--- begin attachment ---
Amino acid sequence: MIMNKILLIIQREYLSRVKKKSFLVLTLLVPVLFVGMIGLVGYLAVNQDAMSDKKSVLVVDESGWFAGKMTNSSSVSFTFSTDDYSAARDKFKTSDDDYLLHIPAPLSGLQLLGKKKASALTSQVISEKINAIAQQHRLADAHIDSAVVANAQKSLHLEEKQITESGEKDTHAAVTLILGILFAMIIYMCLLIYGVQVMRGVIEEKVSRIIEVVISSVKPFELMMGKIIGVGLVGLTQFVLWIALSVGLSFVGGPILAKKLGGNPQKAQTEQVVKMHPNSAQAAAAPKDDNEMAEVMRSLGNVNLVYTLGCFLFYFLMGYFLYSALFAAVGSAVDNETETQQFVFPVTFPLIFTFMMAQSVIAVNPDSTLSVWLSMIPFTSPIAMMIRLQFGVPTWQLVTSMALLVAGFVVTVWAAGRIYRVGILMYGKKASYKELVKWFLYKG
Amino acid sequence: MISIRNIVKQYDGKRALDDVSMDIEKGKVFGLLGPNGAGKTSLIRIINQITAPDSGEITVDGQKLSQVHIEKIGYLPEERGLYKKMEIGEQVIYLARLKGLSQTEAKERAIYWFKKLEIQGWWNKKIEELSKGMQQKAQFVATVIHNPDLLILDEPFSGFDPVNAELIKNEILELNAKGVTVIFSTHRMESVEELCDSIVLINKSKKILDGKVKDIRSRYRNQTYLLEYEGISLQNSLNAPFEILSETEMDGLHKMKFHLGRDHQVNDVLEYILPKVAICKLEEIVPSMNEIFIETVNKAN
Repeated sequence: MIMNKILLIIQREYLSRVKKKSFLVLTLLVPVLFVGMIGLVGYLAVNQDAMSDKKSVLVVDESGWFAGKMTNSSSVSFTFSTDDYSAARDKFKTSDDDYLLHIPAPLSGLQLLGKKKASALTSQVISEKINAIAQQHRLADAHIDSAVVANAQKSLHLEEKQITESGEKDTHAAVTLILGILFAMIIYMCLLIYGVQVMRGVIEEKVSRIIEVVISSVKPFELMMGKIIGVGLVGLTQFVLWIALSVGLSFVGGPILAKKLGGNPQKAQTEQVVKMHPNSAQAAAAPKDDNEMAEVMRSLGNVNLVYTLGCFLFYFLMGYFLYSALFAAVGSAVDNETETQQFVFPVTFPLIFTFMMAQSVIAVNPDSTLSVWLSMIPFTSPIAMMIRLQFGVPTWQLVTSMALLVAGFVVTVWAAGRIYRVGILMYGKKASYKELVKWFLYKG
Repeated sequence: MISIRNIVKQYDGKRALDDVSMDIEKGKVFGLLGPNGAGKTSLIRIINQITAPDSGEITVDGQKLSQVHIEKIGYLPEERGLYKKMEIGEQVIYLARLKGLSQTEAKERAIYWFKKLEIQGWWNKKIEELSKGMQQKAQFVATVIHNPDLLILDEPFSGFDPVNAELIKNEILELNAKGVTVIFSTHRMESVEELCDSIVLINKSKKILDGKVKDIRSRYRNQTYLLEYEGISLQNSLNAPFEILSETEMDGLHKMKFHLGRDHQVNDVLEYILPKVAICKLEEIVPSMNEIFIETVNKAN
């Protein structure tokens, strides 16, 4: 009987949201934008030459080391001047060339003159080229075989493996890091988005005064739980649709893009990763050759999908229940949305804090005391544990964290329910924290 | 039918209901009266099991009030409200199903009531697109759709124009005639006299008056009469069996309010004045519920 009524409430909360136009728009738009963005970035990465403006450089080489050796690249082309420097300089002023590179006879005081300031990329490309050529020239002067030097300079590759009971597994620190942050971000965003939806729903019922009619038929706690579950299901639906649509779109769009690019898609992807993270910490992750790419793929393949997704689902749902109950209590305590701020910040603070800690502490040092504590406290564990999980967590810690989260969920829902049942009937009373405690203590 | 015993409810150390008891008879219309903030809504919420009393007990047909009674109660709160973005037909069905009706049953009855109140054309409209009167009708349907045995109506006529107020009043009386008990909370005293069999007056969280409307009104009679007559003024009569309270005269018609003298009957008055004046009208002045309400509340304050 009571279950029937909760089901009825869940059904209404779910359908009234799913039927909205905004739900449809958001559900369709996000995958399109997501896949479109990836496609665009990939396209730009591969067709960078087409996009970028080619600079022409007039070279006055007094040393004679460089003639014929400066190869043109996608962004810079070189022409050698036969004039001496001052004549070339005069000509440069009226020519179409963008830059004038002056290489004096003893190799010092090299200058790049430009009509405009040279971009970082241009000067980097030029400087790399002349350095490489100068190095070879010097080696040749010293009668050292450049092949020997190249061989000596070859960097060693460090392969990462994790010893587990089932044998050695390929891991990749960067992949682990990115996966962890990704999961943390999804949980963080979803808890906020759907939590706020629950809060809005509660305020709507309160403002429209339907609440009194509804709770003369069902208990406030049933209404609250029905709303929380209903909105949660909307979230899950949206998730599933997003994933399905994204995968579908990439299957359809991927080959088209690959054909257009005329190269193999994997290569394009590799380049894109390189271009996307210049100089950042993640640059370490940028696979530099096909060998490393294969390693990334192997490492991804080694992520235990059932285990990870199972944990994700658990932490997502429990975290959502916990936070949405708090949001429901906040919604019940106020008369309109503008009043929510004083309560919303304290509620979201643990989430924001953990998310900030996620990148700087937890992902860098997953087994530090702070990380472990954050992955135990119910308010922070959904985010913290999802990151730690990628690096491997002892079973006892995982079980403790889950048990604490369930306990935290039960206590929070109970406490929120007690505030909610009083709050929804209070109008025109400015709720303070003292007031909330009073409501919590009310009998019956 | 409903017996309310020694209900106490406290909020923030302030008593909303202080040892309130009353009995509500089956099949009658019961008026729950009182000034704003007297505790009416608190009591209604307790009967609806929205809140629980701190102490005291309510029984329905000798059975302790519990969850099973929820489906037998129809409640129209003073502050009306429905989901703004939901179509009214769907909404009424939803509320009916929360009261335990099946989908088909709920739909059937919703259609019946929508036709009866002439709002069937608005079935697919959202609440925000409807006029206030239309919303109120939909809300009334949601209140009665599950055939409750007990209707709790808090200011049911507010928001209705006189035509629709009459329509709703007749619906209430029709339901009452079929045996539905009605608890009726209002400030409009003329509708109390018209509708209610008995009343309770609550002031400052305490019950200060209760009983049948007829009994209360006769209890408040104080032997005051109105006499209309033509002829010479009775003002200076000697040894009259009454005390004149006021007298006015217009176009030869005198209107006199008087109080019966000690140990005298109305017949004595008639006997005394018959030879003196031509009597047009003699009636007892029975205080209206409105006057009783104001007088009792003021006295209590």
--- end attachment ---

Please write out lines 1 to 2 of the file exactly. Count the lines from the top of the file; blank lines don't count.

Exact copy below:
Amino acid sequence: MIMNKILLIIQREYLSRVKKKSFLVLTLLVPVLFVGMIGLVGYLAVNQDAMSDKKSVLVVDESGWFAGKMTNSSSVSFTFSTDDYSAARDKFKTSDDDYLLHIPAPLSGLQLLGKKKASALTSQVISEKINAIAQQHRLADAHIDSAVVANAQKSLHLEEKQITESGEKDTHAAVTLILGILFAMIIYMCLLIYGVQVMRGVIEEKVSRIIEVVISSVKPFELMMGKIIGVGLVGLTQFVLWIALSVGLSFVGGPILAKKLGGNPQKAQTEQVVKMHPNSAQAAAAPKDDNEMAEVMRSLGNVNLVYTLGCFLFYFLMGYFLYSALFAAVGSAVDNETETQQFVFPVTFPLIFTFMMAQSVIAVNPDSTLSVWLSMIPFTSPIAMMIRLQFGVPTWQLVTSMALLVAGFVVTVWAAGRIYRVGILMYGKKASYKELVKWFLYKG
Amino acid sequence: MISIRNIVKQYDGKRALDDVSMDIEKGKVFGLLGPNGAGKTSLIRIINQITAPDSGEITVDGQKLSQVHIEKIGYLPEERGLYKKMEIGEQVIYLARLKGLSQTEAKERAIYWFKKLEIQGWWNKKIEELSKGMQQKAQFVATVIHNPDLLILDEPFSGFDPVNAELIKNEILELNAKGVTVIFSTHRMESVEELCDSIVLINKSKKILDGKVKDIRSRYRNQTYLLEYEGISLQNSLNAPFEILSETEMDGLHKMKFHLGRDHQVNDVLEYILPKVAICKLEEIVPSMNEIFIETVNKAN